“What would shrink the distance between audience and performers?” he asked. “What would connect with people who don’t have the same musical experiences?”
These sort of meditations have guided Johnson from a young age.
The son of an American Lutheran Church preacher, Craig Hella Johnson, 55, was born in Brainerd, Minn., of “Fargo” and Paul Bunyan Land park fame.
He studied at St. Olaf College in Northfield, Minn., home to the noted St. Olaf Choir. He continued his training at the Juilliard School in New York City, Bach Academy in Germany, University of Illinois, and Yale University, where he earned his doctorate of musical arts while exploring the choral works of Estonian composer Arvo Pärt.
Immediately after graduation, he joined the choral program at the University of Texas as a teacher and within a year he took over school’s choral activities, previously directed by Morris Beachy for decades.
In 1992, he founded the New Texas Festival, which like “Conspirare Christmas,” aspired to combine all sorts of vocal arts, some performed in nontraditional venues.
Ever creative, he found ways to ground the festival and, later, the Christmas show in a tight professional choir, while adding all sorts of experiments and collaborations, such as, during the festival, a gospel choir performing Handel’s “Hallelujah Chorus” alongside a classical ensemble at the Austin Convention Center.
“We wanted to know how our music can live together,” Johnson says of the collaboration. “I grew up with a lot of interests, you see. I had an extraordinary piano teacher and a great organ teacher, but I also listened to what was on the radio. That’s part of the soil we are born into.”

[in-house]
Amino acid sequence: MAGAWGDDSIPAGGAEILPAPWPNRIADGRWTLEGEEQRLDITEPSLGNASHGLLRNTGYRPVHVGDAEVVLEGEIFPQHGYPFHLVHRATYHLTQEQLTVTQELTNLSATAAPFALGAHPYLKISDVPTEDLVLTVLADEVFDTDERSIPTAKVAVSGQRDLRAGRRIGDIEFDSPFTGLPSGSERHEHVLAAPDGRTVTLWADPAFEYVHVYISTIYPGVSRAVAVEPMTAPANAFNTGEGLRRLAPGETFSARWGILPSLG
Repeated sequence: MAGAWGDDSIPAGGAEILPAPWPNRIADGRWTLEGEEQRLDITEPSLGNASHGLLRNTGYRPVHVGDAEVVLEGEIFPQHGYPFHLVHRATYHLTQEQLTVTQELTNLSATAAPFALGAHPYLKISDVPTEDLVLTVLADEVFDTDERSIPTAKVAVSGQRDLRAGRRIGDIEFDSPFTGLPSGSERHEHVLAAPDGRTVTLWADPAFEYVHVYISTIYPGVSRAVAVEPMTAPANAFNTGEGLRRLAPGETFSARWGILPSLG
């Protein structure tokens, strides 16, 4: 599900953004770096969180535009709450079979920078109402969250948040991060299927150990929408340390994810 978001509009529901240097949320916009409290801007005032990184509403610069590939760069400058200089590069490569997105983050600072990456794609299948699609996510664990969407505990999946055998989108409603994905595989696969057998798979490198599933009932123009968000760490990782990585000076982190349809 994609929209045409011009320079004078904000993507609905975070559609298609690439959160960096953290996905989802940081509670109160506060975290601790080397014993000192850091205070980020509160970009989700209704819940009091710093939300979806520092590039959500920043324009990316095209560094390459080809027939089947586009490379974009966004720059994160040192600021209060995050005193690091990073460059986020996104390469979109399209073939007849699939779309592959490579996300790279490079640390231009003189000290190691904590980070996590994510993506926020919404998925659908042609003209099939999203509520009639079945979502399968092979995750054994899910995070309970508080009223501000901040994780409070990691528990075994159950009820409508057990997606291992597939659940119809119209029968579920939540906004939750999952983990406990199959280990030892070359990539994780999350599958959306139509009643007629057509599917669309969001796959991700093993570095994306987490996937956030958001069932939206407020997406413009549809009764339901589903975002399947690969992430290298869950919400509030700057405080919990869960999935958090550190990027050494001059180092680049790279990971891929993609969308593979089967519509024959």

A church organist by the seventh grade, he also felt free to improvise from an early age.
“The church was a musical playground,” he says. “But what was sacred and what was secular? It was disturbing to me that only music that belonged to specific religious traditions was called sacred.”
Respectful of structure and craftsmanship, he comes from a traditional, Germanic, canonical background.
“Yet from a human standpoint, from a heart standpoint, the genre divisions bothered me,” he says. “Music should embody freedom, not ‘our music is better than your music.’”
An Austin breakthrough in this effort to marry different styles came alongside future frequent musical partner Cynthia Clawson, a Grammy Award-winning recording artist, perhaps best known for singing the hymn in the movie, “The Trip to Bountiful.” Before he approached Clawson, Johnson had been working on Orlando di Lasso’s “Tears of St. Peter,” which depicts the saint’s denials of Christ.
“The dialogue comes across in a very intimate and personal way, really like between two friends,” he says. “But to 99 percent of the audience, the music would come across like choral wallpaper.”
So, Clawson, who had sung at Johnson’s late partner’s funeral in 1998, joined the “Tears of St. Peter” performance by singing Lennon-McCartney’s “Nowhere Man” and other interpolations from jazz, pop and art songs. The performance took place at the Carillon, a former convent for cloistered nuns on Exposition Boulevard, which is where “Conspirare Christmas” took off with Clawson as the first guest artist.
“It was a beautiful experience,” Johnson recalls. “All of a sudden, the audience was with us. I had never felt that at a classical concert before. They were with us to the end. I later talked to five of my musicologist friends and, to a person, all were very moved by the experience after having been skeptical.”